But wait…although the spec dates back from JDK 1.3, there’s no implementation in the JDK before 1.6? And what’s the mysterious Service class in the spec’s example?

Actually there are some implementations, well hidden in obscure JDK packages. Jackrabbit for example uses javax.imageio.spi.ServiceRegistry, which looks completely out of place in that package but is otherwise well specified. And apparently it is safe to use javax packages in any VM.

For now, the final word of this story is Sun’s bug 4640520 – looks like sun.misc.Service should have moved to the JDK public API long ago, but for some reason it didn’t.

Thanks to the sling-dev and advanced-java folks for their help in putting this info together. Sounds like a trivial problem, and it should be, but I bet many people have lost hours on this already.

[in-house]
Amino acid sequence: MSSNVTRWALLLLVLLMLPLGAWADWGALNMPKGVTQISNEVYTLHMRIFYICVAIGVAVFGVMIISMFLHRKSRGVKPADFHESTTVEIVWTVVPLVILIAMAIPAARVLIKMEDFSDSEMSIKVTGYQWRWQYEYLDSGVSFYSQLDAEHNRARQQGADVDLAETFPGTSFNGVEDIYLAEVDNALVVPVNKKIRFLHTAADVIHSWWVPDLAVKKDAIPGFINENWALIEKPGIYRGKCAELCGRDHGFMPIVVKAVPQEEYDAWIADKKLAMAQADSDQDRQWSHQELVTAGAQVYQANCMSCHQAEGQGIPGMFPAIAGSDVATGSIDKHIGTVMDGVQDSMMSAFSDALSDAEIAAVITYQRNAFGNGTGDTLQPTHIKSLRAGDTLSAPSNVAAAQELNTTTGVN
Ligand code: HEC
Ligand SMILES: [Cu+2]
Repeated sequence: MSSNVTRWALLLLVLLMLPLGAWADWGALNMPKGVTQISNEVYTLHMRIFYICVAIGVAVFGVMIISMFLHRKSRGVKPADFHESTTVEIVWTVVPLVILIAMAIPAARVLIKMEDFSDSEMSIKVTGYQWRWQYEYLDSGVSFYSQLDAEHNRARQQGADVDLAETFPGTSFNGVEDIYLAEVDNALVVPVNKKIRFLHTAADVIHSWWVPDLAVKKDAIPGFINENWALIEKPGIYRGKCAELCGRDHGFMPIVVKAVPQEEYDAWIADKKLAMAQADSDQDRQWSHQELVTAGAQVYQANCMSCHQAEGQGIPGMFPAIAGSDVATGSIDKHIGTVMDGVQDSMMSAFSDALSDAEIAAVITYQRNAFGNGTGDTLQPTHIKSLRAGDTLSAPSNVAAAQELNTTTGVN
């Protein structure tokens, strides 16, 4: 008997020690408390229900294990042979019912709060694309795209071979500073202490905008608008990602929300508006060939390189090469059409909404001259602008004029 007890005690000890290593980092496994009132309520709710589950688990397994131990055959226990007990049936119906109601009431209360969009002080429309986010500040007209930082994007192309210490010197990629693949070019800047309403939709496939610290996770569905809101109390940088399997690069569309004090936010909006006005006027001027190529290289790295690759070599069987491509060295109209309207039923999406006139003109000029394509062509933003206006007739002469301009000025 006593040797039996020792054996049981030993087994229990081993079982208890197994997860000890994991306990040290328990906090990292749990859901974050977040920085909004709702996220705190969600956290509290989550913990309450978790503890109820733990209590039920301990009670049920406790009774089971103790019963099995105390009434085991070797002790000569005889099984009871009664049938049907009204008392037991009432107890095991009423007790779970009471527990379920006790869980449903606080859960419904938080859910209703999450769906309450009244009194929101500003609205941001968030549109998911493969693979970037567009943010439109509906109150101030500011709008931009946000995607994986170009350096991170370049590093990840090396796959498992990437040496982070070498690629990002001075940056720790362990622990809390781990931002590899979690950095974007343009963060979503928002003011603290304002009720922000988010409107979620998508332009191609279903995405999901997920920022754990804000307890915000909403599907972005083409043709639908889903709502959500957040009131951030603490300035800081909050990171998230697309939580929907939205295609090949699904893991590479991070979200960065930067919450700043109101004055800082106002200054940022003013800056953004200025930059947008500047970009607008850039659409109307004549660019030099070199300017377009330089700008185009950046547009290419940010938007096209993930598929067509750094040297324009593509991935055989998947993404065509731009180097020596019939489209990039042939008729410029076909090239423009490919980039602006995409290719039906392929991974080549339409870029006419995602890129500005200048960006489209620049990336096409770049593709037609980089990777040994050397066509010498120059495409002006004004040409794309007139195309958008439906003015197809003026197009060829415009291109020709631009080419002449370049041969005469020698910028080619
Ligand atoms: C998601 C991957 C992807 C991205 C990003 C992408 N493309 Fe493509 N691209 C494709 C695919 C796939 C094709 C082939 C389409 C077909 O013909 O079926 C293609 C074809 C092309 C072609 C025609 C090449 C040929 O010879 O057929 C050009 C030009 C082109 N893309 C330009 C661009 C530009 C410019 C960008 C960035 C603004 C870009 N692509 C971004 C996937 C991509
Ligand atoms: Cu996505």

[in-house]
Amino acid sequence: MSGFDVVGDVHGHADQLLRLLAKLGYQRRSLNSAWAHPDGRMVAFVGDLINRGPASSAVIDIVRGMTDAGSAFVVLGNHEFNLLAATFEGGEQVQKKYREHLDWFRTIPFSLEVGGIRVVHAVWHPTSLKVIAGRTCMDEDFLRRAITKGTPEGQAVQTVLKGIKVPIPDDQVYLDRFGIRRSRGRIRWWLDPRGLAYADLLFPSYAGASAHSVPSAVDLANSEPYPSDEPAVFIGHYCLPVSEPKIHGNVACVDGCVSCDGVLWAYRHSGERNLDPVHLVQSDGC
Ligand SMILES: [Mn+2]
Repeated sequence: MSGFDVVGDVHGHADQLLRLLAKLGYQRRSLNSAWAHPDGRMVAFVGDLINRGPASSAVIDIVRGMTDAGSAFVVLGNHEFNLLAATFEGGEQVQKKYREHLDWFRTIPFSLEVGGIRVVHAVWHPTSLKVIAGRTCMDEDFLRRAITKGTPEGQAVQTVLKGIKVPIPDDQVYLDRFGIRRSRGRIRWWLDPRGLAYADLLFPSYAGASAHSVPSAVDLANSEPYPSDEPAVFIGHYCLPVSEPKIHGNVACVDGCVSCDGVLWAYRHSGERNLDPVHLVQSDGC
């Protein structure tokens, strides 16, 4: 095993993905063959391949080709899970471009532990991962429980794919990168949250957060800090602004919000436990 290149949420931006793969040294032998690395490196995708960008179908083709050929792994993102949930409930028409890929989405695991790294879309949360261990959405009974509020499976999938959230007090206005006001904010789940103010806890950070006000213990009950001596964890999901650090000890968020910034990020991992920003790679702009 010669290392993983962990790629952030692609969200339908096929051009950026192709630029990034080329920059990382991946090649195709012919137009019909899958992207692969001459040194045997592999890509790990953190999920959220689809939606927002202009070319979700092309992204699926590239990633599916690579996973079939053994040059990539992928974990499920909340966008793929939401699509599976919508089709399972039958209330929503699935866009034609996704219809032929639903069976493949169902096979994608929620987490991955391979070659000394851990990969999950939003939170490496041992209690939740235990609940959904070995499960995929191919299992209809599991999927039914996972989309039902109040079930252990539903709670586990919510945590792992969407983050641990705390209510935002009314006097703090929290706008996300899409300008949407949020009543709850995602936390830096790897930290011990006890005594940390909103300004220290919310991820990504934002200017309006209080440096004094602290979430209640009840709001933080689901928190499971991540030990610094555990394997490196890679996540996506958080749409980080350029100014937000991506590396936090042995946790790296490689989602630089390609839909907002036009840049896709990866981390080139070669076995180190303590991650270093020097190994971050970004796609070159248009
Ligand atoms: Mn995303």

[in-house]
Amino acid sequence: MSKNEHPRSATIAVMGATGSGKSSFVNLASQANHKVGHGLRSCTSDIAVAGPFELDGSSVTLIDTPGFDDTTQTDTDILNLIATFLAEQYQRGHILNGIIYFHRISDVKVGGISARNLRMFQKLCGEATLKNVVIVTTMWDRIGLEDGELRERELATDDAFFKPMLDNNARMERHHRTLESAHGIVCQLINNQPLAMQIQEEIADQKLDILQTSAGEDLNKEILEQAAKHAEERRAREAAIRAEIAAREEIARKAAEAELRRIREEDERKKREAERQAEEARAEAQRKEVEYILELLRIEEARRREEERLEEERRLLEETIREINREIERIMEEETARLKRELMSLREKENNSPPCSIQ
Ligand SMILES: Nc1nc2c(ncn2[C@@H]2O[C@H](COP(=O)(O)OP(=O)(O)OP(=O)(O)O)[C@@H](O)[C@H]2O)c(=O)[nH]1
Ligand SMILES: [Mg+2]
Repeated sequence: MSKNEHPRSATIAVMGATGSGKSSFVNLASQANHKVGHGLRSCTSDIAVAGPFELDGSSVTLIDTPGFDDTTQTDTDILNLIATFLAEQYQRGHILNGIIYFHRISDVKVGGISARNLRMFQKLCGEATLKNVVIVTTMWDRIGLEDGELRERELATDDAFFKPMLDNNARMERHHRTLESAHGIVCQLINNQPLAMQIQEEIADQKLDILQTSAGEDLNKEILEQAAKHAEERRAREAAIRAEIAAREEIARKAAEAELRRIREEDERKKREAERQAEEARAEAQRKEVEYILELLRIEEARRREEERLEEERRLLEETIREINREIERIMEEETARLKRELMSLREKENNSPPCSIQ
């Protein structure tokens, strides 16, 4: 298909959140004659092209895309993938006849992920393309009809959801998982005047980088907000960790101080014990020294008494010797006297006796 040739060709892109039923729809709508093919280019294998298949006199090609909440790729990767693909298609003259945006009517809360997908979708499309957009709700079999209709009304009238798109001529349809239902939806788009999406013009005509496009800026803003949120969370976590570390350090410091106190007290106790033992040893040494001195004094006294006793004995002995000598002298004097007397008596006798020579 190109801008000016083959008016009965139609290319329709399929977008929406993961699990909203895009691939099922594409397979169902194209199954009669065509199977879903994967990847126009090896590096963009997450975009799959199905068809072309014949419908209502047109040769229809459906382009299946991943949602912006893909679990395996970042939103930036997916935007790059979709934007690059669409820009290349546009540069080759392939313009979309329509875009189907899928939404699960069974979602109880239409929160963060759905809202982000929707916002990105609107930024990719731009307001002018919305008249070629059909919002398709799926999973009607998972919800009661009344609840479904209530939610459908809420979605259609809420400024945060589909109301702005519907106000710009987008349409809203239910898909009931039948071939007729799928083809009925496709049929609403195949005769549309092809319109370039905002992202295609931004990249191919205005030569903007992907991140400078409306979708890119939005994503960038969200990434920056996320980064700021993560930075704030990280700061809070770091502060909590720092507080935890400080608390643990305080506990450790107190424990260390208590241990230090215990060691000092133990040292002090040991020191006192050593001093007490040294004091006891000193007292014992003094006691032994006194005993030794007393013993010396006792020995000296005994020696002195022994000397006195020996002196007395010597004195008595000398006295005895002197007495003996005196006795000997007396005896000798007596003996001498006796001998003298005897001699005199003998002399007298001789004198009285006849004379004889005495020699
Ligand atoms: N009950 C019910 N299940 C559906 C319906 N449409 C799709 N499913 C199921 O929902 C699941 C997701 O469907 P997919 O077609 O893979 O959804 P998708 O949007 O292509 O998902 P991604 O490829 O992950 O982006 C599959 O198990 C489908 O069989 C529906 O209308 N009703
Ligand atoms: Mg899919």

Update: Jeremias indicates that the xmlgraphics commons include such a Service class – Batik and FOP have been using that for years.


August 24, 2007

So, according to Jonathan Schwartz (who should know), Sun has decided to change its stock ticker symbol from SUNW to JAVA.

The comments on that blog post are mostly in the huh? category, and I tend too agree…like the one that says this is sillier than if Apple were to change its ticker to IPOD.

I’m not sure if JAVA is a good choice as a ticker symbol. MSWY would have sounded better to me. May the Schwartz be With You.

Java gems: Throwable.initCause()

May 21, 2007

Gem might be a bit of an overstatement, but as Jukka shows, initCause() can save your day, or at least your stack trace.

Java one-liner: XML text escapes

May 15, 2007

It never occured to me before today but


is good enough for quick and dirty escaping of XML text.

And escaping it manually to write it here is also fun ;-)